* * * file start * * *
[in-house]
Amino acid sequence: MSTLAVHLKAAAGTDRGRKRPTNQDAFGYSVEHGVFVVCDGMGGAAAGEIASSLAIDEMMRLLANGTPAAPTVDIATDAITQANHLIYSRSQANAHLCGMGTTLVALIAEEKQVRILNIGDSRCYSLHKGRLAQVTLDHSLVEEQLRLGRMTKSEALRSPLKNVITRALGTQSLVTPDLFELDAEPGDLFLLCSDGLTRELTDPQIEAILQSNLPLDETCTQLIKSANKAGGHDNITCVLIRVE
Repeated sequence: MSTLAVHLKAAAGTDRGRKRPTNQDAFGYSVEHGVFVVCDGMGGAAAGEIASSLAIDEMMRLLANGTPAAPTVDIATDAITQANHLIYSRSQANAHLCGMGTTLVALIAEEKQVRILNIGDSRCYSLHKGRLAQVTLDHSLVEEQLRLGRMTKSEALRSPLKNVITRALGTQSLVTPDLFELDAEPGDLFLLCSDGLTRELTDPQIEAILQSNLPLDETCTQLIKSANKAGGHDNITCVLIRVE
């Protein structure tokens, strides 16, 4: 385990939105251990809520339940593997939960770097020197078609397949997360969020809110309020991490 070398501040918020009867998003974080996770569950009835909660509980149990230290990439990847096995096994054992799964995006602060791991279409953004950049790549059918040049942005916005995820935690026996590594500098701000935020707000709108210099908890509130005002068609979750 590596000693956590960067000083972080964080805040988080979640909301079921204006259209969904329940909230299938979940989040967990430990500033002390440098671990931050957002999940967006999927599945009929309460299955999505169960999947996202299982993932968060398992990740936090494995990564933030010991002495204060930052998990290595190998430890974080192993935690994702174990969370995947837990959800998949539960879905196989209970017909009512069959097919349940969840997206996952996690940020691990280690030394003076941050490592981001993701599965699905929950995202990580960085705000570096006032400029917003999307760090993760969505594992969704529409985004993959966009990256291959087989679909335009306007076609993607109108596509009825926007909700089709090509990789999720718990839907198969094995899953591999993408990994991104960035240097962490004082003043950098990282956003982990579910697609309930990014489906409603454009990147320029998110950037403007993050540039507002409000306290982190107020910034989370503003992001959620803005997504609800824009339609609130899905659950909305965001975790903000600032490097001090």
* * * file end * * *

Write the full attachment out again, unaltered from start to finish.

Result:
[in-house]
Amino acid sequence: MSTLAVHLKAAAGTDRGRKRPTNQDAFGYSVEHGVFVVCDGMGGAAAGEIASSLAIDEMMRLLANGTPAAPTVDIATDAITQANHLIYSRSQANAHLCGMGTTLVALIAEEKQVRILNIGDSRCYSLHKGRLAQVTLDHSLVEEQLRLGRMTKSEALRSPLKNVITRALGTQSLVTPDLFELDAEPGDLFLLCSDGLTRELTDPQIEAILQSNLPLDETCTQLIKSANKAGGHDNITCVLIRVE
Repeated sequence: MSTLAVHLKAAAGTDRGRKRPTNQDAFGYSVEHGVFVVCDGMGGAAAGEIASSLAIDEMMRLLANGTPAAPTVDIATDAITQANHLIYSRSQANAHLCGMGTTLVALIAEEKQVRILNIGDSRCYSLHKGRLAQVTLDHSLVEEQLRLGRMTKSEALRSPLKNVITRALGTQSLVTPDLFELDAEPGDLFLLCSDGLTRELTDPQIEAILQSNLPLDETCTQLIKSANKAGGHDNITCVLIRVE
């Protein structure tokens, strides 16, 4: 385990939105251990809520339940593997939960770097020197078609397949997360969020809110309020991490 070398501040918020009867998003974080996770569950009835909660509980149990230290990439990847096995096994054992799964995006602060791991279409953004950049790549059918040049942005916005995820935690026996590594500098701000935020707000709108210099908890509130005002068609979750 590596000693956590960067000083972080964080805040988080979640909301079921204006259209969904329940909230299938979940989040967990430990500033002390440098671990931050957002999940967006999927599945009929309460299955999505169960999947996202299982993932968060398992990740936090494995990564933030010991002495204060930052998990290595190998430890974080192993935690994702174990969370995947837990959800998949539960879905196989209970017909009512069959097919349940969840997206996952996690940020691990280690030394003076941050490592981001993701599965699905929950995202990580960085705000570096006032400029917003999307760090993760969505594992969704529409985004993959966009990256291959087989679909335009306007076609993607109108596509009825926007909700089709090509990789999720718990839907198969094995899953591999993408990994991104960035240097962490004082003043950098990282956003982990579910697609309930990014489906409603454009990147320029998110950037403007993050540039507002409000306290982190107020910034989370503003992001959620803005997504609800824009339609609130899905659950909305965001975790903000600032490097001090």